mother with baby in crib
Photo courtesy of DepositPhotos
Bringing home a new baby often requires a good bit of preparation within the household. One aspect of this is figuring out how to introduce your cat to your new baby and transitioning him to all the new changes that will come with your future bundle of joy. Of course, some cats interact really well with new babies and will continue their lives as if nothing has changed. For many cats, however, changes associated with a new baby in the house can be a difficult adjustment and may result in stress or anxiety. This can lead to some unwanted behaviors such as crying or meowing more frequently, displays of aggression, urinating outside of the litterbox, and/or changes in their grooming habits.
How to Prepare
Ideally, any changes you plan to make need to be done slowly, and months in advance of the baby’s arrival. This should include changes to your cat’s feeding and play times as well as transitioning him to other areas of the house if necessary. Cats are notoriously creatures of habit and struggle with abrupt changes in their schedules. Getting your cat used to changes before the baby comes home will help to cut down on your cat’s stress levels as well as yours. Always remember to keep things positive and relaxed during this transition time.
Get your cat up to date on his vaccines and make sure he has a good physical examination. Issues such as arthritis pain may decrease your cat’s tolerance to new adjustments or changes and should be under control if at all possible before you bring the new baby home.
Teach your cat new ways to play and exercise so interacting is easier when you are busy or have your hands full. Solo play opportunities include using cat tunnels, crinkly bags, or boxes. You could randomly hide treats or catnip inside these play areas to further entice your cat to hunt for fun on his own. Set up new scratching posts in different areas of your home. Install a bird feeder outside one of his favorite windows and provide a comfortable place for him to keep watch. Use dangling toys, toys on a string, or a basket full of crumpled paper or jingly balls that you can easily reach while engaged with the baby. This may also help encourage your cat to enjoy spending time around the baby, because it will mean he can spend time playing with you too.
Relocating Your Cat to Other Areas of the House
If your primary concern for relocating your cat is to prevent him from getting into the baby’s crib, crib tents can be used for this purpose; they look a little like mosquito nets. The old wives’ tale that cats will steal a baby’s breath is completely untrue, but concerns could potentially arise if your large cat wants to snuggle with your tiny newborn in his or her crib.
Avoid restricting your cat from a large area of the household. It is common for soon-to-be parents to want to keep their cat out of the baby’s room or the baby’s space. This can sometimes lead to trouble if the baby’s space takes over a large portion of the house (e.g., your bedroom, the kitchen, the living room, etc.) because parents may fully restrict the cat to a back bedroom or bathroom. Your home is also your cat’s home, so you will likely be setting yourself up for some unwanted behavior responses. Some division is possible when necessary with a little creativity. For example, using a screen door instead of a solid door for the baby’s room can keep your cat out but still allow air circulation and sound to travel.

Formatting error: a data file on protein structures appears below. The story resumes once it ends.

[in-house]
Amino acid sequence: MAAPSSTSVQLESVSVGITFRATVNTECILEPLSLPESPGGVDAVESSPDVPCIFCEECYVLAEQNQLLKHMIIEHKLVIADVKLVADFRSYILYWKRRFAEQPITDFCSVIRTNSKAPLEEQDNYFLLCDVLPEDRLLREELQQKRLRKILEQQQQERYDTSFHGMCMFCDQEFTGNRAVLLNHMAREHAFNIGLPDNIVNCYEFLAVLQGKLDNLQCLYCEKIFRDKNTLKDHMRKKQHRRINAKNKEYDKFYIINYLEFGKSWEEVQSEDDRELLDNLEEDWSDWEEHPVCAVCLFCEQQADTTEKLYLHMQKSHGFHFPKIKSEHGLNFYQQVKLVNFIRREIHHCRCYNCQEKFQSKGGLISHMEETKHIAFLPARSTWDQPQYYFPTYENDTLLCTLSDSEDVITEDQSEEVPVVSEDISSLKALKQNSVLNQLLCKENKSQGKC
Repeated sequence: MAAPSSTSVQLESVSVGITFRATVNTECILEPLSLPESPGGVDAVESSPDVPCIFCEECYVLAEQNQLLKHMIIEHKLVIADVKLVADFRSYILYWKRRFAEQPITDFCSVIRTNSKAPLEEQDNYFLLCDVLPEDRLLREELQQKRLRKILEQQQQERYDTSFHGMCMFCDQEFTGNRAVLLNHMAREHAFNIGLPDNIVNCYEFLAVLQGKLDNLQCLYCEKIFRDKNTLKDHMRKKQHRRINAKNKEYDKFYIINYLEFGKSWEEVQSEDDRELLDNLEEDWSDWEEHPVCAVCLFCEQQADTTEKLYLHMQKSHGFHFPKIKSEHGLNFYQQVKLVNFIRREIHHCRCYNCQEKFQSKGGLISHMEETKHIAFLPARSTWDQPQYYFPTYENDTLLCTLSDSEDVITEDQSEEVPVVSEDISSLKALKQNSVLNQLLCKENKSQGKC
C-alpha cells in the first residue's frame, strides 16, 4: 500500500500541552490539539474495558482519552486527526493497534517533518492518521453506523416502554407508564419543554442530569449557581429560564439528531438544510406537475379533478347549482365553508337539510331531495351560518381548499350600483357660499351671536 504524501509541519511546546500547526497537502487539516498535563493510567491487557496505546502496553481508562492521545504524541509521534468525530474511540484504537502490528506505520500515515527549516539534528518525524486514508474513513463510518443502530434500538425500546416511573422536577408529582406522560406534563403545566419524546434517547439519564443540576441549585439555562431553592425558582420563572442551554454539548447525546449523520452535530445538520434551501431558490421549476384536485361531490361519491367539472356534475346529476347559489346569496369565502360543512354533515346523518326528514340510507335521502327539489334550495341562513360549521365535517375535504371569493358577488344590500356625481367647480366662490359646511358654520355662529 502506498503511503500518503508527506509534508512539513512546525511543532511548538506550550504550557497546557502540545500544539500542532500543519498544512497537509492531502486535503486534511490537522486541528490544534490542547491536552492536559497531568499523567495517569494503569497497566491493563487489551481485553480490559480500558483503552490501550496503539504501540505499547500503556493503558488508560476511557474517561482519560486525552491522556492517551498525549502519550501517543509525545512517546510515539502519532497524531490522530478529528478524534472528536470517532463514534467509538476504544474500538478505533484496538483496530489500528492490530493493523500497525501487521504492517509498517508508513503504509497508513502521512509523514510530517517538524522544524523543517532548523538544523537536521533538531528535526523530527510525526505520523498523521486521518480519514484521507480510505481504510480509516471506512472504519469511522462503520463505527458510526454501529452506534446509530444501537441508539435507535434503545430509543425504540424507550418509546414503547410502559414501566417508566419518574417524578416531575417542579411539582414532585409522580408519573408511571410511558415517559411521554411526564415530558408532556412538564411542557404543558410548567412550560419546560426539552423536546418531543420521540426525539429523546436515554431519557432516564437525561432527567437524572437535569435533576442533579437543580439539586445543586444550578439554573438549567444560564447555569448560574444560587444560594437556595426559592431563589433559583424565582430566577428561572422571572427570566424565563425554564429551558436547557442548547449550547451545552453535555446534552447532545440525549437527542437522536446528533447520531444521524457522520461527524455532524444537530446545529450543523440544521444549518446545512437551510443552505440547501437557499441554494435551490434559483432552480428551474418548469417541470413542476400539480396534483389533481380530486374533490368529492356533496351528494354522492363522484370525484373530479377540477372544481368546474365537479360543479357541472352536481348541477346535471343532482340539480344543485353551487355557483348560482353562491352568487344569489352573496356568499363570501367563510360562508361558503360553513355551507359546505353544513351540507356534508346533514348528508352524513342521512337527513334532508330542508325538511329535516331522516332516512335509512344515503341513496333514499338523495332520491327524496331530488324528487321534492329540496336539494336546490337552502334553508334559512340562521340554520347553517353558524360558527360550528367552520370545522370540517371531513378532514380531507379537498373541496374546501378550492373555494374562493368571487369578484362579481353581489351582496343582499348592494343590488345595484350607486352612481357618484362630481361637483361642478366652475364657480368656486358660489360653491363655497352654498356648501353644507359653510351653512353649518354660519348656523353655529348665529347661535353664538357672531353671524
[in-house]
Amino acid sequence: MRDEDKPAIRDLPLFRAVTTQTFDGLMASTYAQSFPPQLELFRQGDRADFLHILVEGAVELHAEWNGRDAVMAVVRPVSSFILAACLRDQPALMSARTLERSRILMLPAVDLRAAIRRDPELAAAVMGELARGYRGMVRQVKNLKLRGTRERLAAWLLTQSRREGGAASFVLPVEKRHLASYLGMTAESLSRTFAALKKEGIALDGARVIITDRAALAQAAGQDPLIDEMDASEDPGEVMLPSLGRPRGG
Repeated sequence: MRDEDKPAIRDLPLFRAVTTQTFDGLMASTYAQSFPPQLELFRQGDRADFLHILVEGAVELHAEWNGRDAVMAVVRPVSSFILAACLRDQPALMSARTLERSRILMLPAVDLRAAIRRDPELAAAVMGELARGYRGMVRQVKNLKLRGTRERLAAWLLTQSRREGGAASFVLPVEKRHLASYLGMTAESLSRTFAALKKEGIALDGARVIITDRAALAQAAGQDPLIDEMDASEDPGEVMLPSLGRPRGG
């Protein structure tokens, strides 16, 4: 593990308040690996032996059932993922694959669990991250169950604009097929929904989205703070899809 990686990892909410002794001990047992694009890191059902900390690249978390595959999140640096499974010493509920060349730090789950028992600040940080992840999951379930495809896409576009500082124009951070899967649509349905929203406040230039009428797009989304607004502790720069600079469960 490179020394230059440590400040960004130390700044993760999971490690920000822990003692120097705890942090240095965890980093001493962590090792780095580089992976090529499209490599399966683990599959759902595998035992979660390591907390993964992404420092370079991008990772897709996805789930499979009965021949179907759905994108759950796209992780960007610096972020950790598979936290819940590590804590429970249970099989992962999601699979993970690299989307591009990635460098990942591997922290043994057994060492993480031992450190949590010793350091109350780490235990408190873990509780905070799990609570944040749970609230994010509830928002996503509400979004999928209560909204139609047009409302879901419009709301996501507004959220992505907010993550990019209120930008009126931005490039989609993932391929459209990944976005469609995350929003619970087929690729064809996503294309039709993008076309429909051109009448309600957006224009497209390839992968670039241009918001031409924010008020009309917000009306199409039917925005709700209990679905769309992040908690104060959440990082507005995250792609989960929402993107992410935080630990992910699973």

New beds in quiet areas of the house may entice your cat to relocate on his own. Be sure the area you are transitioning him to is a place he will enjoy. You may want to offer several options throughout the house and let him choose his new favorite area. Offer lots of treats, rewards, and/or praise to encourage your cat to be comfortable in his new space. Pheromone diffusers, such as Feliway, placed in or near his new space can help reduce his anxiety. You may also want to consider providing a new litterbox near this area in case accessing the old box is more difficult. You will not necessarily need two boxes permanently, but it is important to avoid abruptly changing your cat’s bathroom area.
If you don’t have much space available for transitioning, go vertical: somewhere the baby can’t go or access. Perches, cat climbing towers, or sturdy shelves can provide your cat with a new space and prevent him from being stuck in a room he does not prefer or a place where he will not feel safe.
After the Baby Arrives
Try to maintain the same level of activity and interaction with your cat that you developed prior to the baby’s arrival. This will be difficult with a new baby and new responsibilities but is necessary to help minimize your cat’s anxiety and/or frustration. Don’t forget to change the litterbox regularly and to maintain a consistent feeding schedule.
When the baby and cat are together, it will be important to supervise their interactions. Stay calm during interactions and reward all positive behaviors from your cat (e.g., treats, petting, playing). If your cat seems fearful, do not force him to spend more time with the baby. Allow him his space so that he can learn to cohabitate comfortably with your new addition.
Remember to consult with your veterinarian if any questions or concerns arise. He or she may be able to offer suggestions or help if introductions or the transitioning period are not going well.
VIN News Service commentaries are opinion pieces presenting insights, personal experiences and/or perspectives on topical issues by members of the veterinary community. To submit a commentary for consideration, email email@example.com.